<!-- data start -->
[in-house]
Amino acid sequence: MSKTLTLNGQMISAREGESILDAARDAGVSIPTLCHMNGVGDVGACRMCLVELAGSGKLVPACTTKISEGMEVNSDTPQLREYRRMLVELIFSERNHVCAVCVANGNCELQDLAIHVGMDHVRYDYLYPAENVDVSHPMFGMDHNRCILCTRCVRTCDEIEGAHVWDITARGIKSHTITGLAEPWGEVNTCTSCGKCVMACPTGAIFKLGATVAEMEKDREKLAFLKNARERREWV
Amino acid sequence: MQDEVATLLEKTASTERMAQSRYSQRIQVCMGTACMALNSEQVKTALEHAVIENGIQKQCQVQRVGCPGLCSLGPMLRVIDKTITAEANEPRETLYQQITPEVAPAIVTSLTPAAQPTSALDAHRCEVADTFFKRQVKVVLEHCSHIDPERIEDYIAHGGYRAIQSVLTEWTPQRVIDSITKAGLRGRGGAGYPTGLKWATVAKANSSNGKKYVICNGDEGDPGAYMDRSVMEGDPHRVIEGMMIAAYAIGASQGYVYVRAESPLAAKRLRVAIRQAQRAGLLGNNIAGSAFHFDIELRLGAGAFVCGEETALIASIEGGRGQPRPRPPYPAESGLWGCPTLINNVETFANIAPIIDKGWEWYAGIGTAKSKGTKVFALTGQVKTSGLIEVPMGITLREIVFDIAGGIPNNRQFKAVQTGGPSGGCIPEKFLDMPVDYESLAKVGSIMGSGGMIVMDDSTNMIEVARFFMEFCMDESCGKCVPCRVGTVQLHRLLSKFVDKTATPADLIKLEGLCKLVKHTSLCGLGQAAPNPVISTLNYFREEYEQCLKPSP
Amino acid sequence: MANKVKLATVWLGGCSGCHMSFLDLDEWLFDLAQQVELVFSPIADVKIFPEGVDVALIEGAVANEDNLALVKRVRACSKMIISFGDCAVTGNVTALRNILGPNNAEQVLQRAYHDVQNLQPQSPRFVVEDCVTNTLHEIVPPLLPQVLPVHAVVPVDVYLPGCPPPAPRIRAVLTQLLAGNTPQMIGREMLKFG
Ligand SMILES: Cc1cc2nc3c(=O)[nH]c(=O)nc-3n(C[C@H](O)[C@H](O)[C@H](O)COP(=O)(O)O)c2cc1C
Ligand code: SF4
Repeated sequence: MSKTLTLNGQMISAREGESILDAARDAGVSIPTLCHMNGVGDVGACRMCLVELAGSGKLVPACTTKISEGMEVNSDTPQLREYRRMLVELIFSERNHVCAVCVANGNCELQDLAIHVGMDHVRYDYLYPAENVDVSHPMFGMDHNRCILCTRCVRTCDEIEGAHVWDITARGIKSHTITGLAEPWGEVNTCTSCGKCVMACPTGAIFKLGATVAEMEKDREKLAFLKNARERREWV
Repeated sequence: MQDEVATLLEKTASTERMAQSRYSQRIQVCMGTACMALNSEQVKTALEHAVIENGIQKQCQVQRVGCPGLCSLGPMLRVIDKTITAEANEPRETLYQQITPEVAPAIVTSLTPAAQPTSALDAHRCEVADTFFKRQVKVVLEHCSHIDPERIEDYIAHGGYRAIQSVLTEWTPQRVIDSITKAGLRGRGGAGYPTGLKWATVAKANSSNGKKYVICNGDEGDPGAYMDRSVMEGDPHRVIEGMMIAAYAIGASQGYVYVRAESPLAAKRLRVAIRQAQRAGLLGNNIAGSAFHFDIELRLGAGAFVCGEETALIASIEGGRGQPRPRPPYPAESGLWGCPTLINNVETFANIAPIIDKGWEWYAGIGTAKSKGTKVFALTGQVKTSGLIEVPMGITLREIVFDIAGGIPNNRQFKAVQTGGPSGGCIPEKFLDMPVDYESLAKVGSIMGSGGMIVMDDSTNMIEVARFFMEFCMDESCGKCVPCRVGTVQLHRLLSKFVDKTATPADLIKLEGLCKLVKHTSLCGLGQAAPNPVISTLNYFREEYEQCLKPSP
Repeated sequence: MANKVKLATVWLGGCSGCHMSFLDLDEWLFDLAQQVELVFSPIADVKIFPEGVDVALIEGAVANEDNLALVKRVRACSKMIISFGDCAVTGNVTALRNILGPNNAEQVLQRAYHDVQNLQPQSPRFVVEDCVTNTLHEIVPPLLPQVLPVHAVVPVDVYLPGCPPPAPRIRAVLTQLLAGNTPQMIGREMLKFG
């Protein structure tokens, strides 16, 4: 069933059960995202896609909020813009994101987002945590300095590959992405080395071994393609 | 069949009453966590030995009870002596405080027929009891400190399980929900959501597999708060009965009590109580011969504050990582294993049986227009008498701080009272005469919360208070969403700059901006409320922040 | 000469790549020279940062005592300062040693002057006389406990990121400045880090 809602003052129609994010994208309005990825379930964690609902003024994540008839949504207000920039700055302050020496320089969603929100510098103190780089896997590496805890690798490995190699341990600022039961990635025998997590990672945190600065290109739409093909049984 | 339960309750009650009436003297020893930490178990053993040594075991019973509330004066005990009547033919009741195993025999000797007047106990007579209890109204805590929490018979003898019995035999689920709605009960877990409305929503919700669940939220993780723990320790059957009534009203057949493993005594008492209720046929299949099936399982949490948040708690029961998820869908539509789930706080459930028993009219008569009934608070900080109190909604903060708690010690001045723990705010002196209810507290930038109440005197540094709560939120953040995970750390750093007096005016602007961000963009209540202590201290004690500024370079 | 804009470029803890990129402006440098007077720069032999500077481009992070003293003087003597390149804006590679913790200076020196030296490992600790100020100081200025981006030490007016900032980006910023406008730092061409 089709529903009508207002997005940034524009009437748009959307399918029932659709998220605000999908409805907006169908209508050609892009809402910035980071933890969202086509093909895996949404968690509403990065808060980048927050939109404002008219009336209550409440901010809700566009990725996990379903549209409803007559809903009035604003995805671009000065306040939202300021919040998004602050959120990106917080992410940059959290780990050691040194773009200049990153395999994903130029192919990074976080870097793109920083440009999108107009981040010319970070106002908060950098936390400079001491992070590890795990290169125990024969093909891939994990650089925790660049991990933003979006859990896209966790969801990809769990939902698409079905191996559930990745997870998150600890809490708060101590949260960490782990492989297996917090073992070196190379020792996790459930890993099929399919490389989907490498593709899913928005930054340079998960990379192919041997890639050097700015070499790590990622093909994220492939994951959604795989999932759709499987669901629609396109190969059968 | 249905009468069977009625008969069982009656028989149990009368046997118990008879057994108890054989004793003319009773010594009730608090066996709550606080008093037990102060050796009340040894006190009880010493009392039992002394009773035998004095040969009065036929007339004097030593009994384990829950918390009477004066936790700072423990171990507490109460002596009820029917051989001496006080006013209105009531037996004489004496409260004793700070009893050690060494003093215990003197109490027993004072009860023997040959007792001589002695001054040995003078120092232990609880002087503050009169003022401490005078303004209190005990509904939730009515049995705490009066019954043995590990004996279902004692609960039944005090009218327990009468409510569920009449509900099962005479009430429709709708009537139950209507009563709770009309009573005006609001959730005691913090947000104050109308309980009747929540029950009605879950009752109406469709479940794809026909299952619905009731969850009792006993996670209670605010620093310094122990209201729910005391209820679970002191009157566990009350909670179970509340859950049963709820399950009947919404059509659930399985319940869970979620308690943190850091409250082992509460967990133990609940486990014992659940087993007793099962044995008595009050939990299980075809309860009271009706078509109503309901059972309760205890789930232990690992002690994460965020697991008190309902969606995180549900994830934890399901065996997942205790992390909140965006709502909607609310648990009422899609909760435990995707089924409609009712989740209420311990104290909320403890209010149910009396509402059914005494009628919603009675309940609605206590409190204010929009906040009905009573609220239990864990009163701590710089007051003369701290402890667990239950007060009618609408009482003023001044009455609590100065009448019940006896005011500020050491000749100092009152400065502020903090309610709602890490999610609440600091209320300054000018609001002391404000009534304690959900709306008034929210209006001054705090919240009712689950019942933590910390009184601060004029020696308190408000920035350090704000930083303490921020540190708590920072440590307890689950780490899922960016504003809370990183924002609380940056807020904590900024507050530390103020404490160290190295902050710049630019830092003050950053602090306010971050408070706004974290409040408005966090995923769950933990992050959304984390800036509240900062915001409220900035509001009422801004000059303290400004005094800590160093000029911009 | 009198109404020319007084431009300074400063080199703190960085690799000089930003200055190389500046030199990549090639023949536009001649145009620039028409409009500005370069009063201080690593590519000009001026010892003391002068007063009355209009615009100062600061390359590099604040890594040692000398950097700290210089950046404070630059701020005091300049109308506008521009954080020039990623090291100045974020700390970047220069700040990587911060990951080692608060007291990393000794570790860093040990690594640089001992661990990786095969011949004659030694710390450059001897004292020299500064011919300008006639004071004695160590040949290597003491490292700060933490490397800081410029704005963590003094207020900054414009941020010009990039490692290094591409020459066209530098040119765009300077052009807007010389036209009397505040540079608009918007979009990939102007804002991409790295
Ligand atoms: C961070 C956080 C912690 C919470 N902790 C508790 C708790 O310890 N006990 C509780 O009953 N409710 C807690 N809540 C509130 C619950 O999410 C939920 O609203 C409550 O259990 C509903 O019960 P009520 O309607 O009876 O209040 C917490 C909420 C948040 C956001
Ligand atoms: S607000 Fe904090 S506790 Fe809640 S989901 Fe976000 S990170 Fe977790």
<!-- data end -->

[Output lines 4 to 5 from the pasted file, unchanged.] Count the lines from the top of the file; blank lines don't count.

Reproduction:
Amino acid sequence: MANKVKLATVWLGGCSGCHMSFLDLDEWLFDLAQQVELVFSPIADVKIFPEGVDVALIEGAVANEDNLALVKRVRACSKMIISFGDCAVTGNVTALRNILGPNNAEQVLQRAYHDVQNLQPQSPRFVVEDCVTNTLHEIVPPLLPQVLPVHAVVPVDVYLPGCPPPAPRIRAVLTQLLAGNTPQMIGREMLKFG
Ligand SMILES: Cc1cc2nc3c(=O)[nH]c(=O)nc-3n(C[C@H](O)[C@H](O)[C@H](O)COP(=O)(O)O)c2cc1C